At the post office
When you enter a post office you can see several counters: for sending money, for sending registered letters and buying stamps, for ordering telephone calls and sending telegrams, for sending parcels.
It is a long way from the sender to the addressee. When the letter has been written and put into the envelope, the envelope is sealed, stamped, and addressed. Then it is ready to be dropped into a letterbox. The box is cleared once or several times a day and the mail is taken to the main post office. There it is postmarked and sorted according to its destination, put in mail bags and loaded on trains or cars. When the mail reaches the place it is going to, the postmen sort it again. Later in the morning a postman delivers the letters.
Before a parcel is sent off it is weighed. A label may be put on it, such as „fragile“ or „urgent“. Parcels should be tied up with care. When a parcel cannot be delivered because the addressee is not at home, a note is dropped into his letterbox asking him to collect the parcel at the post office.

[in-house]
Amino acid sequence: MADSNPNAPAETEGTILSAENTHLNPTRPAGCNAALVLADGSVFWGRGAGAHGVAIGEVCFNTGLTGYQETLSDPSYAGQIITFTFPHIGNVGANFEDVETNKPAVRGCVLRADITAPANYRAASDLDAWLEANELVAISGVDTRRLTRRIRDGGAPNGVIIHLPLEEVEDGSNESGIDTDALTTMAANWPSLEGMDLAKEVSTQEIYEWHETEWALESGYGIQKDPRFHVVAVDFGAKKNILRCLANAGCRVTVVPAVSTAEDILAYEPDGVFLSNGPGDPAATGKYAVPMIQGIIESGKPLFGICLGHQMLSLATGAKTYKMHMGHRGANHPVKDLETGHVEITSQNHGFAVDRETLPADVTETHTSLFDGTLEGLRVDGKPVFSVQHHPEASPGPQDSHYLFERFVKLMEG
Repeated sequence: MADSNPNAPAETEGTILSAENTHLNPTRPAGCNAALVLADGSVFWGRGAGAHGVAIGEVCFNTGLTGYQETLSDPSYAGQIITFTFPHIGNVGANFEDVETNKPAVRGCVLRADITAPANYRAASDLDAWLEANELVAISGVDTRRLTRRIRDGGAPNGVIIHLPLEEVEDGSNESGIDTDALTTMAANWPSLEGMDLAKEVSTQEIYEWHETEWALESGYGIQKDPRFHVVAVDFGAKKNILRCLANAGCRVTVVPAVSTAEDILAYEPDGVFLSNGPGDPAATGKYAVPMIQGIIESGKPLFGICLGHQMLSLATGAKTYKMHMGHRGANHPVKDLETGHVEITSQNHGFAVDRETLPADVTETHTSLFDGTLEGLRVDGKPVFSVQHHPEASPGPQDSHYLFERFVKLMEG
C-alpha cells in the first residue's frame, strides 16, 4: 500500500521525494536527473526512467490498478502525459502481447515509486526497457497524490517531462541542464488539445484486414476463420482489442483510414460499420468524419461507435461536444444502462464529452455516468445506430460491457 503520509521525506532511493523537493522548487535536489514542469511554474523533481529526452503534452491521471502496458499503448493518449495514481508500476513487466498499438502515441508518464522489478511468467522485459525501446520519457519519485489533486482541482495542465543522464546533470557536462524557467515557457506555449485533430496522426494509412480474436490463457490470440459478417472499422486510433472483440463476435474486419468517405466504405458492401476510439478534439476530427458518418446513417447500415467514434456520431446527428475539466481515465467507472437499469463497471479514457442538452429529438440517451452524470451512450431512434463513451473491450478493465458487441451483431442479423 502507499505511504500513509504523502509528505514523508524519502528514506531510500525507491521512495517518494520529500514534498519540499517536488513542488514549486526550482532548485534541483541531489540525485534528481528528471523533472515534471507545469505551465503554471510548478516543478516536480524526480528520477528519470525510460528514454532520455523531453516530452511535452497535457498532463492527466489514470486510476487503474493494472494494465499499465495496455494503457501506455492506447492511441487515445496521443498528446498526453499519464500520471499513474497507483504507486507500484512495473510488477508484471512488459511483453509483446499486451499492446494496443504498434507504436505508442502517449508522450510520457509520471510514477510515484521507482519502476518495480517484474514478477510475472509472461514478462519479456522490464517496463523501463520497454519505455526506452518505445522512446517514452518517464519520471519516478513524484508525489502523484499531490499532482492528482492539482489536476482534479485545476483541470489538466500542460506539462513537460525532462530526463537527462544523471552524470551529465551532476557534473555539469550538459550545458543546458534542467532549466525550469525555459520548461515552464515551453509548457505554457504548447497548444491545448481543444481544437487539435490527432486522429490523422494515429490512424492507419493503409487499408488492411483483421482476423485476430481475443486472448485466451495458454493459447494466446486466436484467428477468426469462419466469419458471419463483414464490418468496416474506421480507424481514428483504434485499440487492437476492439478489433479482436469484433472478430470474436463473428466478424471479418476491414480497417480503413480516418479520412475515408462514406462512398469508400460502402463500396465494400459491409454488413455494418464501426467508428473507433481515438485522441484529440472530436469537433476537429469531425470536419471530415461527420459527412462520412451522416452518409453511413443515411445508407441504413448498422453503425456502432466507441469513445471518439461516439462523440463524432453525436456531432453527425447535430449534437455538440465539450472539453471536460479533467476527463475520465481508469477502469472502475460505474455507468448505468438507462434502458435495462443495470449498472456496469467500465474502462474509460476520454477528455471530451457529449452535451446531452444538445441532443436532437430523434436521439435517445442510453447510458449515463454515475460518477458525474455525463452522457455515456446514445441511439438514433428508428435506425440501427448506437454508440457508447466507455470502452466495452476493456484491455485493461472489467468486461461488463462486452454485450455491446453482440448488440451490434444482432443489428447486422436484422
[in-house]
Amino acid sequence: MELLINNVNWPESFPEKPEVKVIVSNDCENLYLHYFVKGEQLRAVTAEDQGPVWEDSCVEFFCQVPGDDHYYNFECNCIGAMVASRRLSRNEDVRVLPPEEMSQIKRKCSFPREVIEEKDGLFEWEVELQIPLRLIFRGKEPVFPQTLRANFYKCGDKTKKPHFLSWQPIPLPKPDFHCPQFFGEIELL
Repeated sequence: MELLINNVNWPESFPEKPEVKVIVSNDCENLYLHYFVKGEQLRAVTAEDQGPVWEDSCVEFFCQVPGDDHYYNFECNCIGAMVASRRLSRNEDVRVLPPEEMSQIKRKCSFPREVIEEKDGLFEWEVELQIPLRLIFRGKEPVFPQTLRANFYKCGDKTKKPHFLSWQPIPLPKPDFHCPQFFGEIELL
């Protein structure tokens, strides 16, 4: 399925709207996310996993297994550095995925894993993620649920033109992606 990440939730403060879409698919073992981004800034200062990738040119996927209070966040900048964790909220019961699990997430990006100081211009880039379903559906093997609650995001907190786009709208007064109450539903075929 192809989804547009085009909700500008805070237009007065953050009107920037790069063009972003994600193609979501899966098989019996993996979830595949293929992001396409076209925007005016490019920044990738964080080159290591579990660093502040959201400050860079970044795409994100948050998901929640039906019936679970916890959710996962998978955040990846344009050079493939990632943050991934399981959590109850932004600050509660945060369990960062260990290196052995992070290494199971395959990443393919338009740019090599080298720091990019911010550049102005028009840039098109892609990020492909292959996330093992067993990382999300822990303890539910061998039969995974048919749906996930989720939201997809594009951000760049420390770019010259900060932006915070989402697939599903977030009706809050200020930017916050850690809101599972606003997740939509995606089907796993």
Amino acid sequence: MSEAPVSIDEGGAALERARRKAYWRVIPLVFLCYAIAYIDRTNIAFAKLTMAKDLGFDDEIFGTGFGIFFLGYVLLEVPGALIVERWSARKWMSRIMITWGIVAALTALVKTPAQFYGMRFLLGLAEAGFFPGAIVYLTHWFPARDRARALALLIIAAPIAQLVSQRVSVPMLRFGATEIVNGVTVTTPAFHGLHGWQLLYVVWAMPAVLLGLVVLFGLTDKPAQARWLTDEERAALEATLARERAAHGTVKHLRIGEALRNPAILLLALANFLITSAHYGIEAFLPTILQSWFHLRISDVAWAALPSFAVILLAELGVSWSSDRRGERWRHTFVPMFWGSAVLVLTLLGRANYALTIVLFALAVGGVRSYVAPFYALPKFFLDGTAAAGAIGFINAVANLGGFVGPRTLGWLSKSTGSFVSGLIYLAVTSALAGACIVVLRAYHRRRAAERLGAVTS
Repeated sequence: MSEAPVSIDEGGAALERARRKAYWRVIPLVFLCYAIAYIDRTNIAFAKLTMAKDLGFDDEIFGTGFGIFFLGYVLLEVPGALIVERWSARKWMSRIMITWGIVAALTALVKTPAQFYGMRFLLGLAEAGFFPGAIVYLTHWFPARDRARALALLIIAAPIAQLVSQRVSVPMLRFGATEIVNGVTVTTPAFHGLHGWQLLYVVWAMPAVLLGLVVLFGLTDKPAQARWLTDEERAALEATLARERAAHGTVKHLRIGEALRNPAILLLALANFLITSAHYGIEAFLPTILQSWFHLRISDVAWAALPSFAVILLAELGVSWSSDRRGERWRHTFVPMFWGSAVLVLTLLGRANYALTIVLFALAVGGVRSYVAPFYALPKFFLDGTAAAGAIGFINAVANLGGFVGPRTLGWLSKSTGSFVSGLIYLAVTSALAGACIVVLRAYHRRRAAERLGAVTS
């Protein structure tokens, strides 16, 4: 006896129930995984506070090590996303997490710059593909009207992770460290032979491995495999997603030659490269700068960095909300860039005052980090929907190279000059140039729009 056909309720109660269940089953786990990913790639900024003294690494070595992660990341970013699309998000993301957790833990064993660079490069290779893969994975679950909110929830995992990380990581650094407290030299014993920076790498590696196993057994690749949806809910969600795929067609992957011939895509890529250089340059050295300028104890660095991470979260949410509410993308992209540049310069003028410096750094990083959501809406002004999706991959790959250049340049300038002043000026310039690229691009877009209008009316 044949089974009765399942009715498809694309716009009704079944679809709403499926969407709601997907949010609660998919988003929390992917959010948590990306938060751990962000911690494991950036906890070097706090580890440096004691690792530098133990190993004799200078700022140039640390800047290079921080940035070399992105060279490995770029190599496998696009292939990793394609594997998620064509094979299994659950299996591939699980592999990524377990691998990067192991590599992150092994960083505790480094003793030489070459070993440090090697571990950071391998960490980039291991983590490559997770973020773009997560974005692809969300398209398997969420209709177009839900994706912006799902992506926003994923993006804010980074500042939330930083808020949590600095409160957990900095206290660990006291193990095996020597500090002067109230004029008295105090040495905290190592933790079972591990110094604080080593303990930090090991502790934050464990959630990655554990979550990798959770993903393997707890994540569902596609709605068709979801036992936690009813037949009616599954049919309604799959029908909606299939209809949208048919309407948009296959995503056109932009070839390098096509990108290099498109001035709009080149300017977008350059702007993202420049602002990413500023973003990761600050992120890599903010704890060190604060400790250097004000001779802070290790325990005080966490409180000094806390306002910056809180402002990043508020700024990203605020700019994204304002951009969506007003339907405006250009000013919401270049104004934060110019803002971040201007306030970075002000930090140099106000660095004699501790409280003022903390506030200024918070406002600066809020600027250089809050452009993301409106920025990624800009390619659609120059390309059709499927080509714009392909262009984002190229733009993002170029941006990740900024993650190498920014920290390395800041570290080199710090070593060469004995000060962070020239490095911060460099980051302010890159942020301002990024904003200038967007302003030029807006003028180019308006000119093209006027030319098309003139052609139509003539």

Postal clerks must know all the postal regulations so as to be able to answer all sorts of questions: „How much is this postcard to France, please?“ or „Have I got the right stamps?“ The clerks must be very patient. On the other hand, at the telephone counter it is people who must be patient. I often takes some time to put through long-distance calls. Before each call a person should think about what he wants to say, to make the call clear and brief. Women seem to have more to say to their friends than men.